The Washington PostDemocracy Dies in Darkness

The Kremlin tries to stifle Radio Free Europe — and its audience surges

As the U.S.-funded broadcaster is forced to shut most of its Russian operations, its Web traffic indicates that Russian people are eagerly consuming its stories

Russian citizens in Moscow lead a protest of their country’s invasion of Ukraine on Feb. 27. Radio Free Europe/Radio Liberty has noticed a surge of interest its stories about the war even as the Kremlin has tried to restrict its operations. (Evgenia Novozhenina/Reuters)

Radio Free Europe, the U.S.-funded operation that got its start by piping American-flavored news through the Iron Curtain in 1950, could see big trouble brewing for its Russian operation in recent years.

The Kremlin kept putting the screws to its Russian-language broadcasts, throwing up ever more regulatory hurdles. But it was in late 2020 that the hammer really came down. The “media regulator” demanded that every broadcast, digital story and video carry an intrusive disclaimer at the top stating that what followed was the product of a foreign agent.

“Basically, it was like telling our audience to go away,” said Jamie Fly, the CEO of Radio Free Europe/Radio Liberty, as the organization has been known since a 1976 merger.

That labeling would interfere with the private nonprofit’s mission at a core level. So, Fly told me, “we refused to comply.”

What followed was a storm of fines — eventually, $13 million worth. In May 2021, bailiffs arrived at the network’s Moscow bureau to start enforcement efforts to collect the fines.

The timing seemed anything but coincidental. The Russian government started bankruptcy proceedings just as the Ukraine war was beginning last month. Radio Free Europe/Radio Liberty — which receives much of its funding from the same U.S. agency that oversees Voice of America — shut down much of its operations in Russia just as many international journalists were forced to flee the country, social media platforms were blocked or banned, and Russia’s independent media was being silenced.

It’s all part of Russian President Vladimir Putin’s effort to wage information warfare within Russia to eliminate any possible contradiction of the party line that the Ukrainian incursion isn’t an invasion or a war, but a “special military operation” necessary for national security.

But the story didn’t end there. The Russian people are searching for information, however they can. The proof is in the numbers, Fly told me.

In the first three weeks after the invasion, page views from Russia to Radio Free Europe/Radio Liberty sites skyrocketed to 26 million, more than 50 percent more than an earlier corresponding period. Video views from Russia to their YouTube channels more than tripled to 237 million. And this was happening despite sites being blocked within Russia.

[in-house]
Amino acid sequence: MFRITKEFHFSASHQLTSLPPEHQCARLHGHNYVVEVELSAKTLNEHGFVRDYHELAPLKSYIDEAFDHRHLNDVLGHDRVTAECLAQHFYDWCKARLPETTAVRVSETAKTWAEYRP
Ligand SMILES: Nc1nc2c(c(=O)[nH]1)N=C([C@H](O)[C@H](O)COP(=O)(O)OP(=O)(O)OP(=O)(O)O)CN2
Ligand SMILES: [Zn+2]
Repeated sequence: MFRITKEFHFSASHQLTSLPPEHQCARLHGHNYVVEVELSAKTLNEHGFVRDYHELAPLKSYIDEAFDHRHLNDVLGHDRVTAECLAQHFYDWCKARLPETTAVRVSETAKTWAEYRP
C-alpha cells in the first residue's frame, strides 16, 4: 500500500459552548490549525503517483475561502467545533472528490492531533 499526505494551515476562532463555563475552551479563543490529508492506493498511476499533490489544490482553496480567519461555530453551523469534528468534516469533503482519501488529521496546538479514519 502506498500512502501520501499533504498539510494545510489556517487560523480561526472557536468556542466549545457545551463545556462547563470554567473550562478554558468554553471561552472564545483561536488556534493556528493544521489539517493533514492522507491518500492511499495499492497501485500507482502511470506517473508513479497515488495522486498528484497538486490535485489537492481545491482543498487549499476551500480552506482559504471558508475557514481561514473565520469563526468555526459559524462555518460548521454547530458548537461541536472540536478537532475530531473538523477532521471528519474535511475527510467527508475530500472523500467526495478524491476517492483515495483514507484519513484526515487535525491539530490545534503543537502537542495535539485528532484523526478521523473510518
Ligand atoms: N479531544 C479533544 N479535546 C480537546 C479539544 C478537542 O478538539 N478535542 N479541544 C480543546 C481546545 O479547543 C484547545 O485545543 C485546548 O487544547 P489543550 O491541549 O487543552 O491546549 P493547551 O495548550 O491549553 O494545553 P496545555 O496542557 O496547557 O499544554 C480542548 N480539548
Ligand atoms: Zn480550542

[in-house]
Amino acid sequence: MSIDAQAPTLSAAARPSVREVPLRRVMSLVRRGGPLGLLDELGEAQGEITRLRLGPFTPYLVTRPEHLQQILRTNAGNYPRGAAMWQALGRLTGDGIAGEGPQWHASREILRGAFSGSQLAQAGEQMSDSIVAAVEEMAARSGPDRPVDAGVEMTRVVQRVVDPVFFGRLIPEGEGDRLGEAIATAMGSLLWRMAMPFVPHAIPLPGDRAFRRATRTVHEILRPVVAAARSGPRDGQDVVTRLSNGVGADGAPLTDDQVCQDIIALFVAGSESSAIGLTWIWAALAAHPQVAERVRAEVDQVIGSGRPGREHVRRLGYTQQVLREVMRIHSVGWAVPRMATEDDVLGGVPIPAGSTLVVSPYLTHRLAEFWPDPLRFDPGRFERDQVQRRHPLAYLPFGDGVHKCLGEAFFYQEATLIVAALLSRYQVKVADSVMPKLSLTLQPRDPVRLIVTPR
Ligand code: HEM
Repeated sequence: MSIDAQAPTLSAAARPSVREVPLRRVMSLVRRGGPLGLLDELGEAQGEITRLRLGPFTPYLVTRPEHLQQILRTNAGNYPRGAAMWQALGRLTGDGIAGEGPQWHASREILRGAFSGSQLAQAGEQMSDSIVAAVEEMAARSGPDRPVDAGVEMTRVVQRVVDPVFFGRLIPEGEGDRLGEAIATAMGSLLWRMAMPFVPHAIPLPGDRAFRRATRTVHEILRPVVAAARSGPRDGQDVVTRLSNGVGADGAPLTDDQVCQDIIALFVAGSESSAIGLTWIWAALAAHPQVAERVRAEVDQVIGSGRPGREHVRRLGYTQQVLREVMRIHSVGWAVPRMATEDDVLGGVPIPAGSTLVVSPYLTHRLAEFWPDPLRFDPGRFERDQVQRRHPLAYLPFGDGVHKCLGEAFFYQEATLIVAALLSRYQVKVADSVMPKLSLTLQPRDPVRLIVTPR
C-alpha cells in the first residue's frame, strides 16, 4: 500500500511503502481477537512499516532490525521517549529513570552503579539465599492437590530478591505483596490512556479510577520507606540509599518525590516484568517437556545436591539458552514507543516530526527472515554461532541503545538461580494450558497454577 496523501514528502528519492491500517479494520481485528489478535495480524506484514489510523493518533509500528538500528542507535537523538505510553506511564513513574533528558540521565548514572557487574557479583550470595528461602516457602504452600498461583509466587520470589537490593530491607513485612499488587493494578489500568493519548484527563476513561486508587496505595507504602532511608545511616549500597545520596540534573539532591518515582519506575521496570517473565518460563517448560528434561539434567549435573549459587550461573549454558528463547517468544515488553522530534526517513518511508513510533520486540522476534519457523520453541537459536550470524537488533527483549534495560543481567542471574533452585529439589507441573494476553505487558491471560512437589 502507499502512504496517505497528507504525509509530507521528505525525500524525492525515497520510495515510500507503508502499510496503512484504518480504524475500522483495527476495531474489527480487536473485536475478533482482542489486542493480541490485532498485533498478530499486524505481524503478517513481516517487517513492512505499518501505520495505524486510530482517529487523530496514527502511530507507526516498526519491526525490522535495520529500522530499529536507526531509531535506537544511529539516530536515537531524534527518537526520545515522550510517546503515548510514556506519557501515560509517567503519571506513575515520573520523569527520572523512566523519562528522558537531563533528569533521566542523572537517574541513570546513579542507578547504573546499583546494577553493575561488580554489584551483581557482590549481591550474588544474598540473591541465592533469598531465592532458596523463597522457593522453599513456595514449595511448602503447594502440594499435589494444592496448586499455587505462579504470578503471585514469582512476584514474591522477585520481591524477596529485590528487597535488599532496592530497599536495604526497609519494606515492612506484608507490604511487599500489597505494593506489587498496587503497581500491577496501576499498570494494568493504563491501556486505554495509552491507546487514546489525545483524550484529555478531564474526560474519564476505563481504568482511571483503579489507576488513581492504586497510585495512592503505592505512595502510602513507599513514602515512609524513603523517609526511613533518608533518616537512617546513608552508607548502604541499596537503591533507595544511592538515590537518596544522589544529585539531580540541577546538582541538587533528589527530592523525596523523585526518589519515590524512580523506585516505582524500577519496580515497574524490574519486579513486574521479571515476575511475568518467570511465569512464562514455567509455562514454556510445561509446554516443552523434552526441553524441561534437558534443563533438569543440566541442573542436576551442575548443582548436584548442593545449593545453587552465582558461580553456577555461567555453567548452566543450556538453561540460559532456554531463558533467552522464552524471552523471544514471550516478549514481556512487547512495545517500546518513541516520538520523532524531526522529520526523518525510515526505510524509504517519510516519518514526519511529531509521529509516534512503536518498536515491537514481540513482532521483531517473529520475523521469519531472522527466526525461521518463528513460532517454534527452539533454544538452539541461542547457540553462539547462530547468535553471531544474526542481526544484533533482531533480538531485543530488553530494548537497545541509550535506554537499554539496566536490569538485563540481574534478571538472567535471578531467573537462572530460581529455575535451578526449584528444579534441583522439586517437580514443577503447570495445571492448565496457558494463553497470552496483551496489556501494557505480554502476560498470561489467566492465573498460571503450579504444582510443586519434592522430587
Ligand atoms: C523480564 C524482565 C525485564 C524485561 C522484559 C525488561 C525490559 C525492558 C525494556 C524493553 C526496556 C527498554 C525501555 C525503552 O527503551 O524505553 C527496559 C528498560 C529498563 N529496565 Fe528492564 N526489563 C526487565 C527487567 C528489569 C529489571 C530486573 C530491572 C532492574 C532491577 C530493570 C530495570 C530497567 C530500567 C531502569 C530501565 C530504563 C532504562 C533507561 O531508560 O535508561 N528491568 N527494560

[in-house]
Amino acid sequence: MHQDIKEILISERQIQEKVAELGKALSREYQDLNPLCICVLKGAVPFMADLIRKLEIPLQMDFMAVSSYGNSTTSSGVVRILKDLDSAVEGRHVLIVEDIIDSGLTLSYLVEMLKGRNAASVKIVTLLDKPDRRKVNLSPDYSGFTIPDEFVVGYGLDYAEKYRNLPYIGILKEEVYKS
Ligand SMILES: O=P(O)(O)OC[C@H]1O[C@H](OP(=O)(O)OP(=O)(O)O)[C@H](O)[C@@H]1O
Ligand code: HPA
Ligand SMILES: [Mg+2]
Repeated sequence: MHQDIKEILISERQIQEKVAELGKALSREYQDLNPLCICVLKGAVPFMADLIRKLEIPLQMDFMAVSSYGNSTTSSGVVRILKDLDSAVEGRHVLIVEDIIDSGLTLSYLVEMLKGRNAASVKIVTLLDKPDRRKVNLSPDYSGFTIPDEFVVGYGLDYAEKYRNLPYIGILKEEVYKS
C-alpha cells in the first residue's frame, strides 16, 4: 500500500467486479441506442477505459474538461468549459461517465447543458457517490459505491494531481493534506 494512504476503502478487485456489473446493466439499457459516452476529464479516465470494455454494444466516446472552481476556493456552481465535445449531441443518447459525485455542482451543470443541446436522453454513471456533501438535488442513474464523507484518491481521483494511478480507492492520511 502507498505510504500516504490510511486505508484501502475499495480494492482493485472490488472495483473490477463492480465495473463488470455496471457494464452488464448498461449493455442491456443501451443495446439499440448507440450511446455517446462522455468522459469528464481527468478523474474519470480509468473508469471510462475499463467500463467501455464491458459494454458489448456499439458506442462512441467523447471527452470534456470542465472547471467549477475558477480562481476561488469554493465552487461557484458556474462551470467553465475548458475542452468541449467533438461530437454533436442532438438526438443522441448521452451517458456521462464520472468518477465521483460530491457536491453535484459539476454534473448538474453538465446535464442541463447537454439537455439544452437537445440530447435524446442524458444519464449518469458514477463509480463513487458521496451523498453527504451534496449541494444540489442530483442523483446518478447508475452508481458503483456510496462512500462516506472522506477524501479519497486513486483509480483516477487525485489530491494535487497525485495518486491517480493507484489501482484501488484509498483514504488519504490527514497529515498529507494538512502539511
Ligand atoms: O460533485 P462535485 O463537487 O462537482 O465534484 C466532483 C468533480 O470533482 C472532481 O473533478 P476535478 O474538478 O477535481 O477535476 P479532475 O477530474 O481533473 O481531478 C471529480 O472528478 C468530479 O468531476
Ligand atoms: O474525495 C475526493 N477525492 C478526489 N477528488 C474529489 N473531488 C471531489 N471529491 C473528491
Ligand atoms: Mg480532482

“Despite the Kremlin pressure, people are still hungry for the truth,” Fly told me. “To some extent, they see through the propaganda, and they want to explore broader sources of information.”

He and his colleagues are particularly proud of the on-the-ground reporting in Ukraine, such as a March 10 video headlined “Ukrainian Troops Attempt to Drive Russian Forces from Village Near Kyiv.” There have been thorough reports about civilian deaths in Mariupol and about mortar fire directed at the Ukrainian interior minister and journalists.

Many listeners and viewers are getting around Russia’s media barricades through the use of VPNs (virtual private networks) and “mirror sites” that duplicate content but use a different URL.

This reminds Fly of how Russians during the Cold War would try to tune in Radio Free Europe by fiddling with the radio dial: The Kremlin habitually changed the frequencies in an attempt to obscure what it considered dangerous American propaganda. “Unfortunately, we’re going back to our roots,” he said.

There’s been a price to pay beyond the monetary fines and regulatory hassles. In recent weeks, four freelance journalists who work for Radio Free Europe/Radio Liberty have been detained or harassed by Russian police. Many others have been labeled individual foreign agents.

“It’s scary, but total information control was always the goal,” Fly told me. The organization has filed suit against the Russian government at the European Court of Human Rights, though it’s unclear how a verdict would be implemented.

(Against the evidence, the Kremlin has long denied inhibiting press rights in Russia. Maria Zakharova, the spokeswoman for the Russian Foreign Ministry, last year deemed complaints about the obstruction of journalistic work “a fiction and a lie,” insisting that “we welcome the activities of the U.S. media in our country.”)

Suspending the Moscow bureau after 31 years of operation was a tough blow, Fly told me. But through freelancers, tips and videos generated by the audience and other means, “we’re still trying to report from the ground and we’re not abandoning the Russian audience.”

If information is power, this is a power struggle for the ages.

READ MORE by Margaret Sullivan:

What you can do to help save Ukraine from a looming news apocalypse

Russia’s new control tactic is the one Hannah Arendt warned us about 50 years ago

Putin’s full-scale information war got a key assist from Donald Trump and right-wing media

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